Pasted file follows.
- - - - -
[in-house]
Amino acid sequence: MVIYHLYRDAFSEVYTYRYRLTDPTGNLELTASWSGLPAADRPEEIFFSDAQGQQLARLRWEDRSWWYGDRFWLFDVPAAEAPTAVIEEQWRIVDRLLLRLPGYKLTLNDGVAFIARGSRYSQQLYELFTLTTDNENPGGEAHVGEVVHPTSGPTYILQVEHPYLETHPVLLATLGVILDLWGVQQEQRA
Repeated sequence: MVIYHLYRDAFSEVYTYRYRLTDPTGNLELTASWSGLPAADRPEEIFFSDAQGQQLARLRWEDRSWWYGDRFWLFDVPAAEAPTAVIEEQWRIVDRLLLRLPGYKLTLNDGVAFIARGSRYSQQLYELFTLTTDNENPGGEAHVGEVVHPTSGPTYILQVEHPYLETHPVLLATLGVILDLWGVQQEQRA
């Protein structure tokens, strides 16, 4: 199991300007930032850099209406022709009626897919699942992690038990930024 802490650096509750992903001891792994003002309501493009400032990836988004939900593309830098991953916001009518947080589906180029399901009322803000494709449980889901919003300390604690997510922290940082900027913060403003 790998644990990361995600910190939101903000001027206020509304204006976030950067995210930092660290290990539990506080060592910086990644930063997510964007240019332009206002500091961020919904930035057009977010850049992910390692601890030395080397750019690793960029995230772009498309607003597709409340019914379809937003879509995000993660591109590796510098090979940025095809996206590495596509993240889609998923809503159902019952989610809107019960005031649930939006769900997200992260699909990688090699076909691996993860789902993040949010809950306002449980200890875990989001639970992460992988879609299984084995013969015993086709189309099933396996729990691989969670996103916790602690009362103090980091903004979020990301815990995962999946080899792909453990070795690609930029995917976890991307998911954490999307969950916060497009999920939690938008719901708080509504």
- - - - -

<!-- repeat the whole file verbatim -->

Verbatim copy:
[in-house]
Amino acid sequence: MVIYHLYRDAFSEVYTYRYRLTDPTGNLELTASWSGLPAADRPEEIFFSDAQGQQLARLRWEDRSWWYGDRFWLFDVPAAEAPTAVIEEQWRIVDRLLLRLPGYKLTLNDGVAFIARGSRYSQQLYELFTLTTDNENPGGEAHVGEVVHPTSGPTYILQVEHPYLETHPVLLATLGVILDLWGVQQEQRA
Repeated sequence: MVIYHLYRDAFSEVYTYRYRLTDPTGNLELTASWSGLPAADRPEEIFFSDAQGQQLARLRWEDRSWWYGDRFWLFDVPAAEAPTAVIEEQWRIVDRLLLRLPGYKLTLNDGVAFIARGSRYSQQLYELFTLTTDNENPGGEAHVGEVVHPTSGPTYILQVEHPYLETHPVLLATLGVILDLWGVQQEQRA
């Protein structure tokens, strides 16, 4: 199991300007930032850099209406022709009626897919699942992690038990930024 802490650096509750992903001891792994003002309501493009400032990836988004939900593309830098991953916001009518947080589906180029399901009322803000494709449980889901919003300390604690997510922290940082900027913060403003 790998644990990361995600910190939101903000001027206020509304204006976030950067995210930092660290290990539990506080060592910086990644930063997510964007240019332009206002500091961020919904930035057009977010850049992910390692601890030395080397750019690793960029995230772009498309607003597709409340019914379809937003879509995000993660591109590796510098090979940025095809996206590495596509993240889609998923809503159902019952989610809107019960005031649930939006769900997200992260699909990688090699076909691996993860789902993040949010809950306002449980200890875990989001639970992460992988879609299984084995013969015993086709189309099933396996729990691989969670996103916790602690009362103090980091903004979020990301815990995962999946080899792909453990070795690609930029995917976890991307998911954490999307969950916060497009999920939690938008719901708080509504």